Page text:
Ideological idiocy has plagued America for years now, but with the arrival of the COVID-19, it has become acutely dangerous. It is at the core of America’s inability to minimize the pandemic. The science-based protocols aimed at controlling the spread of COVID-19 have been undermined by obstinate political allegiance that considers compliance an ideological issue rather than a public health issue.

Denying or discounting the reality of how contagious, physically damaging and potentially lethal is the virus is like denying that fire is hot. You can deny that all you like, but if you hold your hand into an open flame you quickly become acquainted with reality.

It is tempting to attribute ideological idiocy to ignorant, poorly educated people — Hillary Clinton’s “deplorables” — but a large study in 2015 found that ideological polarization actually increased with the education level of those people studied.

For instance, the probability that people identifying as conservative were climate science deniers was significantly higher if they were college educated. In fact, those conservatives scoring highest on cognitive sophistication tests or quantitative reasoning skills were the most inclined toward motivated reasoning about climate science.

Liberals were found to be susceptible to motivated reasoning as well. They were more likely to reject expert consensus or cogent arguments on safe storage of nuclear waste or the effects of concealed-carry gun laws that refuted standard liberal positions on these issues.

Adrian Bardon, a philosophy professor at Wake Forest University in Winston-Salem, North Carolina, and author of The Truth About Denial, argues that because humans have evolved as tribal creatures they have an instinctive need for group identity, which requires assimilation of their group’s belief system — whether those beliefs are based on science or superstition, facts or fantasy.

Bardon says that group identity provides a person with sense of self, status and place in broader society. So much so that group members’ response to information that threatens the group’s worldview is reflexively defensive. Rationalizations and selective assessment of evidence allows them to credit information that supports their prejudices while finding reasons to repudiate what does not.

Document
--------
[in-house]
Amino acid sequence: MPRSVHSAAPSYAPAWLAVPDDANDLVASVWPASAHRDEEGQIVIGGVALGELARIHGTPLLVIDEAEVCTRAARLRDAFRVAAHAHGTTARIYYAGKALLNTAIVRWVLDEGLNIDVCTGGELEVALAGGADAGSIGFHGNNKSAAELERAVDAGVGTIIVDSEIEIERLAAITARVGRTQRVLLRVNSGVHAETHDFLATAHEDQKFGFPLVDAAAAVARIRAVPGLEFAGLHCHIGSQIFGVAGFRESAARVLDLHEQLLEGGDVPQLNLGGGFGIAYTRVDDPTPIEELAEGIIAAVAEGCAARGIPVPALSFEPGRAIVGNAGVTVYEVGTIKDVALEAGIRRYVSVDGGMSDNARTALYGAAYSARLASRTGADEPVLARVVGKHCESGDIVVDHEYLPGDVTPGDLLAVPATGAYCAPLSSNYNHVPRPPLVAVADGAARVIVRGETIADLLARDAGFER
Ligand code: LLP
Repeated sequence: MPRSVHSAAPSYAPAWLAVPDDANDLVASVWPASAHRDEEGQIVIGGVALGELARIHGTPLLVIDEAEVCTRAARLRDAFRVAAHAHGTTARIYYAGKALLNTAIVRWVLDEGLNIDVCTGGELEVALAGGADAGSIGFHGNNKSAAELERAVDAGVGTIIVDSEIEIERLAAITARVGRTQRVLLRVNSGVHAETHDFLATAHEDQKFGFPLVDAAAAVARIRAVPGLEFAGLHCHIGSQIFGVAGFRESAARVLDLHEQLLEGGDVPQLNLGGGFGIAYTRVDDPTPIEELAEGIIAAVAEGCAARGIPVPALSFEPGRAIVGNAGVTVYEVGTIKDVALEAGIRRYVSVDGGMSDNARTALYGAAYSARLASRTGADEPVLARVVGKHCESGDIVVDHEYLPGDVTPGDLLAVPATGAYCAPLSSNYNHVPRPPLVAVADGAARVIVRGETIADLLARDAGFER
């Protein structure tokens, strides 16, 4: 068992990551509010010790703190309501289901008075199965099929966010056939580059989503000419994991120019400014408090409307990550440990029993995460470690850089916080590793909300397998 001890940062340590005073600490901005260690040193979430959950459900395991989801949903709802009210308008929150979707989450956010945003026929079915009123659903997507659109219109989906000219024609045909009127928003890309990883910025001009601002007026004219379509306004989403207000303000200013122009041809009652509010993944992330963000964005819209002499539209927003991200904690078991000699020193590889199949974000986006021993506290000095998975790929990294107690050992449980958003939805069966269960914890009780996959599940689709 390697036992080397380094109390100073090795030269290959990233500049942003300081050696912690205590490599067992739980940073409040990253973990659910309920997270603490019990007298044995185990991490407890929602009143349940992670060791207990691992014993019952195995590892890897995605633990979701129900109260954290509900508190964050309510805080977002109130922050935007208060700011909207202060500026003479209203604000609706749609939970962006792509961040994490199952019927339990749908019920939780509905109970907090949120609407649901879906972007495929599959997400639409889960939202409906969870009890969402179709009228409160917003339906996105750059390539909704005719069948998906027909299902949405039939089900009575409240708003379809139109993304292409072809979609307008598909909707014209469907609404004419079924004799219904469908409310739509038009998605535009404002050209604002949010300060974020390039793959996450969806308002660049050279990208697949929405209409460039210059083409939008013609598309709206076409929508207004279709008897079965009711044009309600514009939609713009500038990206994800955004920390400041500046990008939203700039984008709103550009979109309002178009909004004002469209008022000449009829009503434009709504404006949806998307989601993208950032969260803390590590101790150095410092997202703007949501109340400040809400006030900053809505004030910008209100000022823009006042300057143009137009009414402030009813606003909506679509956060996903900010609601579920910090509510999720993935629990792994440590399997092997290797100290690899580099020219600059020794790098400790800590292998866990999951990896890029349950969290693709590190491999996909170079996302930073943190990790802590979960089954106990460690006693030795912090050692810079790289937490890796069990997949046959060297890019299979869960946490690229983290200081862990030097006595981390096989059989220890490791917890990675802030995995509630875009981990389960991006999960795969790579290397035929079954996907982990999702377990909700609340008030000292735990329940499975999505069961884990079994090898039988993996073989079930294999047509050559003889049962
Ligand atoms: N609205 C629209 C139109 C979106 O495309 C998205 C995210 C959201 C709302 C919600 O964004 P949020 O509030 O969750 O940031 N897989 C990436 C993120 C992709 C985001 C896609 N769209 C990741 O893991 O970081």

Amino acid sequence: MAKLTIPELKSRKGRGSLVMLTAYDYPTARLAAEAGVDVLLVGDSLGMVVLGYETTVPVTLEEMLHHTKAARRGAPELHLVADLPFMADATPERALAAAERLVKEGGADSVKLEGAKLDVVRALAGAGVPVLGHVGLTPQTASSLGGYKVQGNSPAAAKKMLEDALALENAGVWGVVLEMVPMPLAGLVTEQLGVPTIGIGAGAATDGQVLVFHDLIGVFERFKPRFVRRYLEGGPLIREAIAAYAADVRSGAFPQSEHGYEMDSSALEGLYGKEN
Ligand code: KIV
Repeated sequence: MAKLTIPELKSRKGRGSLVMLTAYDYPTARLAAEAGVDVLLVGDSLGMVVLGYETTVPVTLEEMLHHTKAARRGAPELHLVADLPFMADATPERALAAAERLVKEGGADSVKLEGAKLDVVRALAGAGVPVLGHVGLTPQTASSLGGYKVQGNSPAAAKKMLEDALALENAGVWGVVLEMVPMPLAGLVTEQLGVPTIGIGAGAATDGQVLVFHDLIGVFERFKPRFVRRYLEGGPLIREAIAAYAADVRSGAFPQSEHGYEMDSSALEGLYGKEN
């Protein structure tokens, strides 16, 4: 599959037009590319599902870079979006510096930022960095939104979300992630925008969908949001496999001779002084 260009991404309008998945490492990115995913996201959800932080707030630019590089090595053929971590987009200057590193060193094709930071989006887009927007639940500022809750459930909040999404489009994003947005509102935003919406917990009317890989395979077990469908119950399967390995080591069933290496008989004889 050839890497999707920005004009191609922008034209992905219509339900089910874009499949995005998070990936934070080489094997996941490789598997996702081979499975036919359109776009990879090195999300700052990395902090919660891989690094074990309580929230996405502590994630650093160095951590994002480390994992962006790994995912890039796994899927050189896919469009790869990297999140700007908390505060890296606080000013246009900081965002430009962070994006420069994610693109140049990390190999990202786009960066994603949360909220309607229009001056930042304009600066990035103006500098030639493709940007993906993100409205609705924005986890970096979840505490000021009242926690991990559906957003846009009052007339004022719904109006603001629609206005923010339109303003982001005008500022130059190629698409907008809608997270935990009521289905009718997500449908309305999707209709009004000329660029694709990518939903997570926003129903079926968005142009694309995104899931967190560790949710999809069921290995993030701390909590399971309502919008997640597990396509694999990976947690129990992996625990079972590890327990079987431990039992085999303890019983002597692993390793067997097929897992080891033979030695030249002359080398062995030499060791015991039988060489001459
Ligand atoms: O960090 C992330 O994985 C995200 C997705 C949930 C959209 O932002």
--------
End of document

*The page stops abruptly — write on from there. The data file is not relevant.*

His observations are reinforced by Brian Greene, professor of physics and mathematics at Columbia University in New York City, and author of Until The End Of Time. Greene contends that evolution, for the sake of group survival, explains the human tendency to believe without objective reasoning and in the absence of valid evidence.

While I appreciate the research by well credentialed academics, I don’t find that humans are inevitably locked into groupthink. Humanity’s greatest advances in science, technology, philosophy and more have come by people who have questioned conventional belief systems and pursued knowledge and discovery — Socrates, Archimedes, da Vinci, Galileo, Columbus, Einstein, to name just a handful of the thousands who have.

Although there are large numbers of highly polarized Americans entrenched in their informationally insulated ideological communities — confusing belief with knowledge and fantasy with fact — I suspect that most Americans are not ideological idiots, can think clearly and without consulting a catechism.

Unless there is a vaccine that inoculates against stupidity, ideological idiocy must be overcome by clearheaded Americans. It must be overwhelmed at the polls this November. Defeating the pandemic and rebuilding our country requires a national unity and commitment nearing that of winning World War II.

America needs leadership that appeals to the “unum” and not the “pluribus.”

— Randy Alcorn is a Santa Barbara political observer. Contact him at randyaalcorn@gmail.com, or click here to read previous columns. The opinions expressed are his own.